Regarded as the greatest of First World War poets, Wilfred Owen was virtually unknown at the time of his death, yet our collective vision of the hell of the Western Front has largely been shaped by his writing.
Owen was born in Oswestry, Shropshire in 1893. Failing to win a scholarship to university, he took an unpaid post as a lay assistant to a vicar near Reading. His interest in the Church would wane, but the language of the Bible would live on in his poetry. He was in France when war broke out, working as an English tutor, and came back to enlist in 1915. After being trapped underground while fighting at the Somme, in 1917 Owen was invalided back to Craiglockhart Hospital in Edinburgh, suffering shellshock. There he met the poet Siegfried Sassoon who showed Owen how to channel his nightmarish battlefield flashbacks into his poetry. Their meeting has inspired many books including Pat Barker's Regeneration trilogy. Under Sassoon's influence, the romantic poetry Owen had been writing since his boyhood in imitation of John Keats was transformed. His poems now were vivid with flesh and blood detail, and peppered with explosive fragments of direct speech.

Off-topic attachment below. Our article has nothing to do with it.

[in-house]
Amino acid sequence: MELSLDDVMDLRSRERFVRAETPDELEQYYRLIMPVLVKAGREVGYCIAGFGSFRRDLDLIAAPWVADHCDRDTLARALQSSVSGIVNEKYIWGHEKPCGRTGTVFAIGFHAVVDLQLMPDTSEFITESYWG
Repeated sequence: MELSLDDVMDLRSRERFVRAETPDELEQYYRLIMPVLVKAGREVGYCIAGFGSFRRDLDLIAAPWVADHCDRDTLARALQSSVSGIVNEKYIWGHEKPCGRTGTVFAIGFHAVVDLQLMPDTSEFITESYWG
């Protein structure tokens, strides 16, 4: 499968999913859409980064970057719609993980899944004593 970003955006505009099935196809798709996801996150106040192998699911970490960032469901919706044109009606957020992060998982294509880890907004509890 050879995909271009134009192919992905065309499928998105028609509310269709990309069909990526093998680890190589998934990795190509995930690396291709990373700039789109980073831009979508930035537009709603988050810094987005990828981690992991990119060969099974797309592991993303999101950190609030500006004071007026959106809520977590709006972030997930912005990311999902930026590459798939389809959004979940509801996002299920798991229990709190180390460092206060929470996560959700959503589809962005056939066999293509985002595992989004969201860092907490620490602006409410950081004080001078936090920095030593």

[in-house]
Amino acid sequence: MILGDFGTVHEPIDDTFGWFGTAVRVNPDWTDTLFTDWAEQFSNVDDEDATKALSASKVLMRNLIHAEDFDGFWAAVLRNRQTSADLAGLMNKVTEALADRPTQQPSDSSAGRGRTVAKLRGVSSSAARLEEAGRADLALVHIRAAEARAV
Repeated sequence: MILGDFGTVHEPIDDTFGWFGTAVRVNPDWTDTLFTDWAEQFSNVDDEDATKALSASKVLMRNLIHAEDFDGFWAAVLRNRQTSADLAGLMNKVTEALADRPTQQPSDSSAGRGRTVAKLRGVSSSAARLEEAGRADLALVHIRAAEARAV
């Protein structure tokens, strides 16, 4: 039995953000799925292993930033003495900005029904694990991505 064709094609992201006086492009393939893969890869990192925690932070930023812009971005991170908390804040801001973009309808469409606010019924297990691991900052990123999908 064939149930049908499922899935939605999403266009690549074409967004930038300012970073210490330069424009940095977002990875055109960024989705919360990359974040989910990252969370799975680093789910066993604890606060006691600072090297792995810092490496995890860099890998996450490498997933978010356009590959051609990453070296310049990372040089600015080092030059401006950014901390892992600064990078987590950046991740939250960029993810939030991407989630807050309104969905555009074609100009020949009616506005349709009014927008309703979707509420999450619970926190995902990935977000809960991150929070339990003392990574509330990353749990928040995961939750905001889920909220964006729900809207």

Although he could have avoided a return to the front, Owen felt a pressing duty to record the experiences of his comrades. "All a poet can do today is warn. That is why the true Poets must be truthful," he wrote. Owen was killed in action a week before the war ended, in November 1918. The telegram of his death reached his parents as the bells were ringing out to announce the Armistice.
What passing-bells for these who die as cattle?
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